And similarly with Todd - he hasn't had a proper education and can't read or write with any degree of proficiency so when he comes across big words these are spelt phonetically. While I found this a little distracting at first, you soon get into it and I think it's a great addition to the story and shows Todd really well. The interaction between Todd and Viola is also great. For him this is someone completely new, and the first person he has ever come across who's thoughts he can't know instantly - and loudly. And she has to learn to deal with this, with someone who has no practice at reading body language and getting to know people. The development there was really well - and really believably - done.

When Todd hears the thoughts of others they are done in a different font - more like handwriting, bigger, bolder, showing how much they intrude. I found this a little distracting because I'd see them across the page and my eyes will be drawn to them and distract me from what I should actually be doing.

Interesting concept and looking forward to what the next book has to offer.

Friday, 4 May 2012

Prince of Thorns

Title: Prince of Thorns
Series: The Broken Empire #1
Author: Mark Lawrence
Pages: 373 (paperback)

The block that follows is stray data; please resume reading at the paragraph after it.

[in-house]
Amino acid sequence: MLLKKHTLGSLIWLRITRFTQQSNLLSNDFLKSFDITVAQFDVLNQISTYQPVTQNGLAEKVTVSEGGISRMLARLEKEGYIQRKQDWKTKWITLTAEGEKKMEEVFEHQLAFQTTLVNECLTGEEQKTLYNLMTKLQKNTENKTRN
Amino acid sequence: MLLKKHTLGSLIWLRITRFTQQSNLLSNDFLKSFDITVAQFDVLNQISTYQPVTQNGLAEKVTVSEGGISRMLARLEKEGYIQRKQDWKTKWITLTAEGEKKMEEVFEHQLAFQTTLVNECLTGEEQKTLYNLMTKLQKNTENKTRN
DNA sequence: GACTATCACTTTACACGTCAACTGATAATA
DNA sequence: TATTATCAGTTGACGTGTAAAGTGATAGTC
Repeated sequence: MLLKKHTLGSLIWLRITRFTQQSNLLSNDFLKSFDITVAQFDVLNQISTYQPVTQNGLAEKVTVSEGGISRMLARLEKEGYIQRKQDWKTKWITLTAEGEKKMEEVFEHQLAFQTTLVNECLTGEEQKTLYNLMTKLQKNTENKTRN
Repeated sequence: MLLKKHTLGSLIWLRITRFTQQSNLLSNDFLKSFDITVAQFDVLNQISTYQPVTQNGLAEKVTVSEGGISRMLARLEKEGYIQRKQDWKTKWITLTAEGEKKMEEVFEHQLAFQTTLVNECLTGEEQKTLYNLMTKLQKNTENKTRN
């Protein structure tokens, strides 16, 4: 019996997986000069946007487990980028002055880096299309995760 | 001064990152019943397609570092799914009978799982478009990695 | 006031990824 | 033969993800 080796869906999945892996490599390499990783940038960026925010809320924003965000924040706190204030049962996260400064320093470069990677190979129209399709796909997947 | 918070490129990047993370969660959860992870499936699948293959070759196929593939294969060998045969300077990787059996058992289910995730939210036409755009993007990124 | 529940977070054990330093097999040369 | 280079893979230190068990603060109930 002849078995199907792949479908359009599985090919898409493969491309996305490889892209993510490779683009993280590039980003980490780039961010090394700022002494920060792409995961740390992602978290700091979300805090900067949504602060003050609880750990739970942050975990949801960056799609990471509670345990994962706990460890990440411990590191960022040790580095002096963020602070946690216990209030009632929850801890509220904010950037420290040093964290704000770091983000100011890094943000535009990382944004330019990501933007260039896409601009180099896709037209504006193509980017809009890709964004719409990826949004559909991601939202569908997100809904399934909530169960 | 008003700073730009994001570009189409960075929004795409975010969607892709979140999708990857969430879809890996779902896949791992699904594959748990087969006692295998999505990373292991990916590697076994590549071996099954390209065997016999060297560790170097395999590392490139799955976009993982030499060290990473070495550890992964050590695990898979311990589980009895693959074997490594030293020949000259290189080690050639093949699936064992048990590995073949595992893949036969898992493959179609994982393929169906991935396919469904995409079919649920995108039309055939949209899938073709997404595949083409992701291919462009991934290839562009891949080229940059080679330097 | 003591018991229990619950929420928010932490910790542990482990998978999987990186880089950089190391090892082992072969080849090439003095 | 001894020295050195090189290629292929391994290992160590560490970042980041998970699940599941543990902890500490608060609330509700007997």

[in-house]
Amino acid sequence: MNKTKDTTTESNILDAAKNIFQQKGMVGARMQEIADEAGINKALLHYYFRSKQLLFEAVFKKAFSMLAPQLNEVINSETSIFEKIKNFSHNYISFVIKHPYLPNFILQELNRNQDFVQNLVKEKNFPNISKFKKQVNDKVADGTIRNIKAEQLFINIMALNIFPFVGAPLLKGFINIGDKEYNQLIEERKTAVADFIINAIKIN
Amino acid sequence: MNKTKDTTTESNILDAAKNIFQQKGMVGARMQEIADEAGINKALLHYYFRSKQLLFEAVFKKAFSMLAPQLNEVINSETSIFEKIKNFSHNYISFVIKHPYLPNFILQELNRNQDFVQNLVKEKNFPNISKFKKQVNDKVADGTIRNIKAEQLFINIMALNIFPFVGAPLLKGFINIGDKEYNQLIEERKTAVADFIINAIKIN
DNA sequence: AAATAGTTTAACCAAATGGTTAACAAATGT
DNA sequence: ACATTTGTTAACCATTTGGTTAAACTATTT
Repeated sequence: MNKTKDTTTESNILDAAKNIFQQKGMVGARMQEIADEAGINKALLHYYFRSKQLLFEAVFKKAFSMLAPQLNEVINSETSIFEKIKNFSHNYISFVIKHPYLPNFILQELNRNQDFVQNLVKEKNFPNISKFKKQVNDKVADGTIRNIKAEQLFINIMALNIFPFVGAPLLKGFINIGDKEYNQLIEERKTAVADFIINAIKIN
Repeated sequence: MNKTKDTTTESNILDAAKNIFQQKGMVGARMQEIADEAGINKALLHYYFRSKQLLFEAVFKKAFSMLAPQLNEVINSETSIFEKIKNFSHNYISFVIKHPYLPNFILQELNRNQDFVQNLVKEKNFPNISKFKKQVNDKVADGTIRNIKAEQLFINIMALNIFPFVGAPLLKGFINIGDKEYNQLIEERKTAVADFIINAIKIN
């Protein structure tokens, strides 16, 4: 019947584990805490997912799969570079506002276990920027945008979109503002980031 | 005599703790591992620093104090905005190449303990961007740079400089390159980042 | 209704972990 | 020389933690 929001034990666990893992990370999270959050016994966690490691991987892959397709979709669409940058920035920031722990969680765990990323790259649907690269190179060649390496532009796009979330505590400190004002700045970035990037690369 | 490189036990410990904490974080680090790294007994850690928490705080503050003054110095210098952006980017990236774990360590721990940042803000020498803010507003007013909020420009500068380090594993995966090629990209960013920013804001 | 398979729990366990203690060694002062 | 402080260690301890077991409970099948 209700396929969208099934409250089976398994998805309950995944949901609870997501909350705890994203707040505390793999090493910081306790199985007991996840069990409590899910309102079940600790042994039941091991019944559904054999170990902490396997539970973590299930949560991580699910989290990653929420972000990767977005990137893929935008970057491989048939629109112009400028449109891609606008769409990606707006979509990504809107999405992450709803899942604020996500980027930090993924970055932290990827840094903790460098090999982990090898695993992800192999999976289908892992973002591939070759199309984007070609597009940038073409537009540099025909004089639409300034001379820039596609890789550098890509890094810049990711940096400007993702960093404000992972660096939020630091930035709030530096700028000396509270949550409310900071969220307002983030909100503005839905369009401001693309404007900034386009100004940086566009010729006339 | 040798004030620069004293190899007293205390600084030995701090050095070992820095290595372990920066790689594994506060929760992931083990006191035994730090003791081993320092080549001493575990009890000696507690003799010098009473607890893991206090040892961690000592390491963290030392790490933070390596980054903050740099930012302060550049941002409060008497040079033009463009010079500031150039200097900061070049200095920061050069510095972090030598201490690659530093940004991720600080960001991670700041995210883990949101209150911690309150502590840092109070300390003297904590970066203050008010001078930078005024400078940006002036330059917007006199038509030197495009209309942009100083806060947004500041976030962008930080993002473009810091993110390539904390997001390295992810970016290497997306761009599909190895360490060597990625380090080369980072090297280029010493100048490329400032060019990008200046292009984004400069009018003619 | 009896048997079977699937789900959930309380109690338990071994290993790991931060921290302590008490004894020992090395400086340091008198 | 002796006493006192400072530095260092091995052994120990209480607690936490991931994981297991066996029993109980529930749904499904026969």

Published: April 12th 2012
Published by: Harper Voyager

Once a privileged royal child, raised by a loving mother, Jorg Ancrath has become the Prince of Thorns, a charming, immoral boy leading a grim band of outlaws in a series of raids and atrocities. The world is in chaos: violence is rife, nightmares everywhere. Jorg's bleak past has set him beyond fear of any man, living or dead, but there is still one thing that puts a chill in him. Returning to his father's castle Jorg must confront horrors from his childhood and carve himself a future with all hands turned against him.

Prince of Thorns is the first volume in a powerful new epic fantasy trilogy, original, absorbing and challenging. Mark Lawrence’s debut novel tells a tale of blood and treachery, magic and brotherhood and paints a compelling and brutal, sometimes beautiful, picture of an exceptional boy on his journey toward manhood and the throne.